Calculate your Qp/Qs

LVOT diameter: cm


RVOT diameter: cm


Qp: ml/beat       Qs: ml/beat



You are asked to calculated the shunt fraction Qp/Qs for a secundum ASD.

For this, you need to obtain the following measurements:

LVOT diameter (parasternal long axis) LVOT velocity (Apical 5 or 3 chamber, PW)

We use the fact that

Flow (Q) = area of the tube in cm^2 x VTI stroke distance in cm

In this case the "tubes" are the LVOT and RVOT. We assume they are circles with the same diameter throughout systole. Since the area of a circle is 2(Pi)radius^2 we can calculate:

Qp = 2(Pi)(RVOT diameter/2)^2 * RVOT VTI

Qs = 2(Pi)(LVOT diameter/2)^2 * LVOT VTI:

  In the example shown above we have:

Qp = 2Pi(2.41/2)^2 X 23
Qs=  2Pi(1.9/2)^2 x 22

= 1.7

Note that for the ratio Qp/Qs the 2(Pi) terms cancel out.

Important Points

1) This ratio is highly sensitive to errors in measurement of the LVOT and RVOT diameter, since both of these values are halved and then squared.

2) Measuring the RVOT diameter can be challenging without adequate echo windows. The Diameter should be measured at the RVOT, proximal to the pulmonic valve, which is where the VTI measurement takes place.

3) This formula only works well in cases where there is pure left to right or shunting. It does not work with bidirectional shunting.




Aortic Stenosis is graded as follows:
Mild AS
Moderate AS
Severe AS
Valve Area (cm^2)
Peak Jet Velocity (m/s)
Mean Gradient (mmHg)*
Source: ACC/AHA guidelines 2006. Guidelines for the Management of Patients With Valvular Heart Disease. Circulation 2006;114;450-527
*beware of low gradients in cases of severe aortic stenosis with diminished LV function Additional testing is needed to assess severity.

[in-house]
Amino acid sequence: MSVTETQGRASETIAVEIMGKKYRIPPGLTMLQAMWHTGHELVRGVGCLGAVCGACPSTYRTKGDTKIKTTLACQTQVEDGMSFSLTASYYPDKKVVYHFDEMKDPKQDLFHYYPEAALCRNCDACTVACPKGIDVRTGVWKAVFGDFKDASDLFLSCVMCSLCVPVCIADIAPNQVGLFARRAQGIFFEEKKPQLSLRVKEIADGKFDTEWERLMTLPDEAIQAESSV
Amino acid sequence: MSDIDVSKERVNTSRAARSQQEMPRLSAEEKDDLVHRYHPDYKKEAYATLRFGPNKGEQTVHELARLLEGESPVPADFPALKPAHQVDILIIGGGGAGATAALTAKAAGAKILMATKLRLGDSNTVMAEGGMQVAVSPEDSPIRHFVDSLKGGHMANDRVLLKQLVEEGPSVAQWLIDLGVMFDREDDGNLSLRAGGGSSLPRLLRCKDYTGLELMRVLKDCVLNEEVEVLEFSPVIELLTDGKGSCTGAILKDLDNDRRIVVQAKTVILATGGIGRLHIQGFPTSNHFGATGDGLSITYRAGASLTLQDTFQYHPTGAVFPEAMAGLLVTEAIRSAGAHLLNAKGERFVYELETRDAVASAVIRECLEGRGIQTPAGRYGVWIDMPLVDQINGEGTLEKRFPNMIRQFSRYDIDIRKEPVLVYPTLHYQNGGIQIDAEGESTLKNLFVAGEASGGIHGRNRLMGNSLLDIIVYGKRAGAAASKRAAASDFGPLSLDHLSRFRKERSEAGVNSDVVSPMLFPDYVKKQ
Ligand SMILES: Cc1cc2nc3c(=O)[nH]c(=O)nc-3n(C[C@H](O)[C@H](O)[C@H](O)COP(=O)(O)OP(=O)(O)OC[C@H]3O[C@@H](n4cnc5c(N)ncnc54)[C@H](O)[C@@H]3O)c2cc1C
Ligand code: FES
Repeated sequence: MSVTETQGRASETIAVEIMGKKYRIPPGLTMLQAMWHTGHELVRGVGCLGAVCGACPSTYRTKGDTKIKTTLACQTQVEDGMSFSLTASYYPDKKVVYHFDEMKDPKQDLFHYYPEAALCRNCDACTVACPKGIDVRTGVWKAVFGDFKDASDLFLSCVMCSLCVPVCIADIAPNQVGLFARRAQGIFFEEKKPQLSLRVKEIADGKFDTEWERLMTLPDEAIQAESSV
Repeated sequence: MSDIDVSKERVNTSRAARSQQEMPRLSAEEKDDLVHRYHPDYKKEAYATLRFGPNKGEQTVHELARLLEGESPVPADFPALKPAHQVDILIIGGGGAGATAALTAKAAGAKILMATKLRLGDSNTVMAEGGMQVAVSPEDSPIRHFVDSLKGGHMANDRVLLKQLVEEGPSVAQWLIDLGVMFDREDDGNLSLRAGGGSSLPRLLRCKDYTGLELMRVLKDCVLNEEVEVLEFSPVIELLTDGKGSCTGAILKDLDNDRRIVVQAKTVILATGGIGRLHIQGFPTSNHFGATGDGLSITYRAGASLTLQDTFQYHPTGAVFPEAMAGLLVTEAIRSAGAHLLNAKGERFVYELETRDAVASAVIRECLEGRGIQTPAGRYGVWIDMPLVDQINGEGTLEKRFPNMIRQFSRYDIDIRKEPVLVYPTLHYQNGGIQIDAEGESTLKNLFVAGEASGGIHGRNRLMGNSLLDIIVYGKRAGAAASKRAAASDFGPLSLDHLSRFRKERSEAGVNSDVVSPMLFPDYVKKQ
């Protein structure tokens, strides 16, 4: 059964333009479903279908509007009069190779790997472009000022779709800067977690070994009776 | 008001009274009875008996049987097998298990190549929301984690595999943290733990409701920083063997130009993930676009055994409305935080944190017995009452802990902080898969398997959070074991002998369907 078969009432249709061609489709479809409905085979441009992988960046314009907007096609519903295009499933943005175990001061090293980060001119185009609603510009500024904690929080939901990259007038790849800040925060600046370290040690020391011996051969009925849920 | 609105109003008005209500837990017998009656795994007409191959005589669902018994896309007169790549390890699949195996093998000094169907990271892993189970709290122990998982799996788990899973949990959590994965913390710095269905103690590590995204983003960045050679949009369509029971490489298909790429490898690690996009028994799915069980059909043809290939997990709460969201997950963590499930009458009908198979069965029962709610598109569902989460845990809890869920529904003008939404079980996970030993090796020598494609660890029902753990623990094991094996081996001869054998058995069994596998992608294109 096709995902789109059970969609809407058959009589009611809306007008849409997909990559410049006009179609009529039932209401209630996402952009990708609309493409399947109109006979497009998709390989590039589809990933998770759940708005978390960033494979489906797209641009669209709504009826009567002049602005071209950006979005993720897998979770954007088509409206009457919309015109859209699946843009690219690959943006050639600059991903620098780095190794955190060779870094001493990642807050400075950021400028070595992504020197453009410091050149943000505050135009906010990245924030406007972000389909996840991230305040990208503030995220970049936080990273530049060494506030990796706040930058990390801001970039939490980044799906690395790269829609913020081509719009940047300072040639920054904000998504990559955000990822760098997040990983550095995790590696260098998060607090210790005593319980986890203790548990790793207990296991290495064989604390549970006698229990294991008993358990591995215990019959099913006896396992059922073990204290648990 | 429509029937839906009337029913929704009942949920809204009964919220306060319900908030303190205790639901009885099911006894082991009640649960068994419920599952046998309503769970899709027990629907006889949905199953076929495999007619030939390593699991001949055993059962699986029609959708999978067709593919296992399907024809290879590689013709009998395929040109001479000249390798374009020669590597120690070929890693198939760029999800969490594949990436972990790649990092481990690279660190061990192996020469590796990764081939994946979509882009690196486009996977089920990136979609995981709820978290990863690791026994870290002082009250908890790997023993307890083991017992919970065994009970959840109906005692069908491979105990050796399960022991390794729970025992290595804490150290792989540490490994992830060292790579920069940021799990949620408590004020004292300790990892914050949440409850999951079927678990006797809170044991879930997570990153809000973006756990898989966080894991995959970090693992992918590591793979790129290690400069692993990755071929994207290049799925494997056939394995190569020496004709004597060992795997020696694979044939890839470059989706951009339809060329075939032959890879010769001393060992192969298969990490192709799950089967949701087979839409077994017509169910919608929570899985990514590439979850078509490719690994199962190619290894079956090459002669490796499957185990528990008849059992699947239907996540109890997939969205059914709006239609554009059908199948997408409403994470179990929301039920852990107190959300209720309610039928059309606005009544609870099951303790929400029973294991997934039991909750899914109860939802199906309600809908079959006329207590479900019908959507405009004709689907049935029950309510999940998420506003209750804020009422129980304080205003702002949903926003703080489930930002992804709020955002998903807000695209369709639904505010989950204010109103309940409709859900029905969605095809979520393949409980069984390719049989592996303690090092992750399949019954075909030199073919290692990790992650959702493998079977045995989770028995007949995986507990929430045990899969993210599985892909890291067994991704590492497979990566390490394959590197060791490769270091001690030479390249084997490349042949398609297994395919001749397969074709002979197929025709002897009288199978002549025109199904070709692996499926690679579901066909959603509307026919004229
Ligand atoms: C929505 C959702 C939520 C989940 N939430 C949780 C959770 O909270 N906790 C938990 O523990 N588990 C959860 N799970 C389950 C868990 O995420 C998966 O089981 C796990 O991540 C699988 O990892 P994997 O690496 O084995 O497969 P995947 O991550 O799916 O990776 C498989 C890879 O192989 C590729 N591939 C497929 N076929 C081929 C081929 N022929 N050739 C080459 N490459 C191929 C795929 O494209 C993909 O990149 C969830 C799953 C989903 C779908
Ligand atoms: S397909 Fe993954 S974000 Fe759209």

Aortic Stenosis Calculator (by continuity equation)
Input the following: (either VTIs or peak velocity can be used)
LVOT diameter: cm
LVOT peak velocity:
Aortic Valve VTI: cm
Aortic Valve peak velocity:
Aortic Valve Area (by VTI): cm^2
Aortic Valve Area (by peak velocity)
: cm^2


Description and Example:

To calculate Aortic Valve Area by the continuity equation you need the following:

1) LVOT diameter from the PLAX view (in most people this is near 2 cm). This is assumed to be constant throughout systole.

2) LVOT velocity and/or VTI from the 5 chamber or apical long axis view.

3) The velocity of VTI at the aortic valve from the 5 chamber or apical long axis view.


LVOT diameter from PLAX view LVOT VTI from Apical Long axis or 5 chamber view
Aortic VTI from Apical long axis or 5 chamber view  
By the continuity Equation: Area1xVTI1 = Area2x VTI2
LVOT Area x LVOT VTI = AV Area x AV VTI 3.14(2.0cm/2)2 x 24cm = AV Area x 124cm
AV Area = 0.6cm^2, which is consistent with severe aortic stenosis.



Criteria For MR severity*
Mild MR
Severe MR
Regurgitant Volume
< 30 cc